WASHINGTON, Sept. 22 (Xinhua) -- U.S. space company Orbital Sciences Corp. said Sunday that the rendezvous of its Cygnus cargo ship with the International Space Station (ISS) was delayed for at least 48 hours due to a computer data link glitch between them.
The unmanned Cygnus spacecraft was originally expected to be captured by a robotic arm operated by astronauts inside the space station at 7:25 a.m. EDT (1125 GMT) before the issue appeared.
"This morning, at around 1:30 a.m. EDT (0530 GMT), Cygnus established direct data contact with the ISS and found that some of the data received had values that it did not expect, causing Cygnus to reject the data. This mandated an interruption of the approach sequence," Orbital wrote in a status update on its website.
"Orbital has subsequently found the causes of this discrepancy and is developing a software fix. The minimum turnaround time to resume the approach to the ISS following an interruption such as this is approximately 48 hours due to the orbital mechanics of the approach trajectory," it said.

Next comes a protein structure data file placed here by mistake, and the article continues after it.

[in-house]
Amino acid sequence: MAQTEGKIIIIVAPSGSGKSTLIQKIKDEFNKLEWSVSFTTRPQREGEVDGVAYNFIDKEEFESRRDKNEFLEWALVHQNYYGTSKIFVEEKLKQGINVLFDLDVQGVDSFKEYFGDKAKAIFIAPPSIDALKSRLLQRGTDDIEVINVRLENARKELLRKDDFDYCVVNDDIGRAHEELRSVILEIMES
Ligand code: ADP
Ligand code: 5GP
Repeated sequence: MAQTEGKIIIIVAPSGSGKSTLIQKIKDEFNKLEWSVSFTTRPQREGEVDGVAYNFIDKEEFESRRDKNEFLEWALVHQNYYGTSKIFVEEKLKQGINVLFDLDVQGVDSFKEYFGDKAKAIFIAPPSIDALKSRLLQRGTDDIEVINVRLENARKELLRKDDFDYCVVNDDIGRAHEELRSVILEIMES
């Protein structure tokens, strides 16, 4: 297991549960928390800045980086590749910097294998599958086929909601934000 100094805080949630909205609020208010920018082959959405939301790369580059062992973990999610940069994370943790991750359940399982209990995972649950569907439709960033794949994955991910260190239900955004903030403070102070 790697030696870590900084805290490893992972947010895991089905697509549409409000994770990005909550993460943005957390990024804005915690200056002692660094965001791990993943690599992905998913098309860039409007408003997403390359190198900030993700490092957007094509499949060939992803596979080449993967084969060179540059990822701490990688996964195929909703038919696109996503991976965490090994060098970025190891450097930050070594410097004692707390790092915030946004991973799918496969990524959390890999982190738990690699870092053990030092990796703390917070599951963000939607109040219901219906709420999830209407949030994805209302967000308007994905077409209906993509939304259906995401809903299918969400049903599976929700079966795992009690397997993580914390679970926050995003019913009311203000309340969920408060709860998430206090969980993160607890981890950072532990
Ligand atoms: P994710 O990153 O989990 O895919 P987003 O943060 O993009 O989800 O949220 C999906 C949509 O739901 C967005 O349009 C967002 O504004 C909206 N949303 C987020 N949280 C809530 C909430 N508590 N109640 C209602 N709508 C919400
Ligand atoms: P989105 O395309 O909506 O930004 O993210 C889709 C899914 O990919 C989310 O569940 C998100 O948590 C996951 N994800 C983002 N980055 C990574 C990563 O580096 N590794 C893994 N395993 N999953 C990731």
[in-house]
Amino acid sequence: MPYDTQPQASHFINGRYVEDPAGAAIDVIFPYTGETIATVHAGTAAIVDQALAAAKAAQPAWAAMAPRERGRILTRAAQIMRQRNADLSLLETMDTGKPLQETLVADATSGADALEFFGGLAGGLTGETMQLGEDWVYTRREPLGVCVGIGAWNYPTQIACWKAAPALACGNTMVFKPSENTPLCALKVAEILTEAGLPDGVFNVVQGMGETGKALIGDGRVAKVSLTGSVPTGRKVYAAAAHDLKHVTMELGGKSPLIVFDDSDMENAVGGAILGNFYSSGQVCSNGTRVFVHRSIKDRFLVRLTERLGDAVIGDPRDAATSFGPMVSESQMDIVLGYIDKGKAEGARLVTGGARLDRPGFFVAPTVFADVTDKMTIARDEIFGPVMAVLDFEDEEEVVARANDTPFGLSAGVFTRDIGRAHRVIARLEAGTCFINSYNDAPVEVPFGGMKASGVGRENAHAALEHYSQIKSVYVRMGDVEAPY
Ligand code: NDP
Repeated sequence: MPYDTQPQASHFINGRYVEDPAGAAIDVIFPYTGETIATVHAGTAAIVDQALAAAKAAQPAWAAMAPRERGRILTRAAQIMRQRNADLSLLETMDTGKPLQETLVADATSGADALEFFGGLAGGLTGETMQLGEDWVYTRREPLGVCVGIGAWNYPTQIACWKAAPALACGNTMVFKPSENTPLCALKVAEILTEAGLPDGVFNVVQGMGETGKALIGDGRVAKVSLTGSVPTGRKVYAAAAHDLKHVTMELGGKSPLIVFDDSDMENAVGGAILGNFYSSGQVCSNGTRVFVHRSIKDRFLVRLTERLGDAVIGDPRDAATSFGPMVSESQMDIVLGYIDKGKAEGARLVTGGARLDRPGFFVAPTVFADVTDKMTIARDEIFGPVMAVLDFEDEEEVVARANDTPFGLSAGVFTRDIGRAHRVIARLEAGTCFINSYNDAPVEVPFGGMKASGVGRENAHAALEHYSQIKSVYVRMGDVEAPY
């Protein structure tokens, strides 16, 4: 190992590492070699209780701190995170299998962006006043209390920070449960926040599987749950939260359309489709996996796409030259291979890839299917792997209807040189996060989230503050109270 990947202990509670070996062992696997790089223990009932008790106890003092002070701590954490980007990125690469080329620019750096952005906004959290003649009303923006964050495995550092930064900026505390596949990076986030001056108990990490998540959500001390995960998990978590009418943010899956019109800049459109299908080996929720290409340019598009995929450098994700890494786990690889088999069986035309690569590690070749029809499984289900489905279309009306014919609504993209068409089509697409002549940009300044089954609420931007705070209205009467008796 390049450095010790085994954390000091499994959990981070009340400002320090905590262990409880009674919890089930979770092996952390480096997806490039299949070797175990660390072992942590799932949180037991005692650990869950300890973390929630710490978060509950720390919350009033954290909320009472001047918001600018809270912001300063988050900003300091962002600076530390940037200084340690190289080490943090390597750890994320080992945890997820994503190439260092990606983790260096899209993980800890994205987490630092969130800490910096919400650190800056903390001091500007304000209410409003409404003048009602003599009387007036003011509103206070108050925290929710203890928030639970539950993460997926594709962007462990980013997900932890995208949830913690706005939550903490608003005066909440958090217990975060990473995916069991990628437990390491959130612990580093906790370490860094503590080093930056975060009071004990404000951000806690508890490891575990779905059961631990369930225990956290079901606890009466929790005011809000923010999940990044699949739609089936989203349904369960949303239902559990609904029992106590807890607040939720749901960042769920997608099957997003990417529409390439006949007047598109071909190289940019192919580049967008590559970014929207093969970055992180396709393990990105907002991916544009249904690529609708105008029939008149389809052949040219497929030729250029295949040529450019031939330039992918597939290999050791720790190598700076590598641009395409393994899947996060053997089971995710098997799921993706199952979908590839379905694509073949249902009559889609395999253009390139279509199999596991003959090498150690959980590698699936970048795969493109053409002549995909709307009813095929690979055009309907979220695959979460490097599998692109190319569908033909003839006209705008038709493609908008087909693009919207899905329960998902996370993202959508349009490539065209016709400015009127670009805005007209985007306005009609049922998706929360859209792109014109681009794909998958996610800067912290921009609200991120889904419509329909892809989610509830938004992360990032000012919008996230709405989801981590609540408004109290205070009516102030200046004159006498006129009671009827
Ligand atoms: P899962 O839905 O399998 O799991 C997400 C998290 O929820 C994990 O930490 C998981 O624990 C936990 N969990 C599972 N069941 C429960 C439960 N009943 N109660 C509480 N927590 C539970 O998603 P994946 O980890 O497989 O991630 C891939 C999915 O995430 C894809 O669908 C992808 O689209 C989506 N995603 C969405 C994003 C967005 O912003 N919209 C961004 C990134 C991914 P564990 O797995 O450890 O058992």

Space news website Spaceflight101 reported that the rendezvous was called off when the spacecraft's navigation system "encountered a compatibility issue" with ISS communications system and "was unable to receive GPS (Global Positioning System) data from ISS."
Cygnus was launched to the space station on Wednesday on a demonstration mission of proving its capability to reliably deliver cargo, only carrying 1,300 pounds (589 kg) of food, clothing and other items.
Orbital is the second U.S. company to send a commercial cargo craft to the space station. SpaceX was the first company to send its own cargo ship with two successful commercial resupply missions and two demonstration missions under its belt.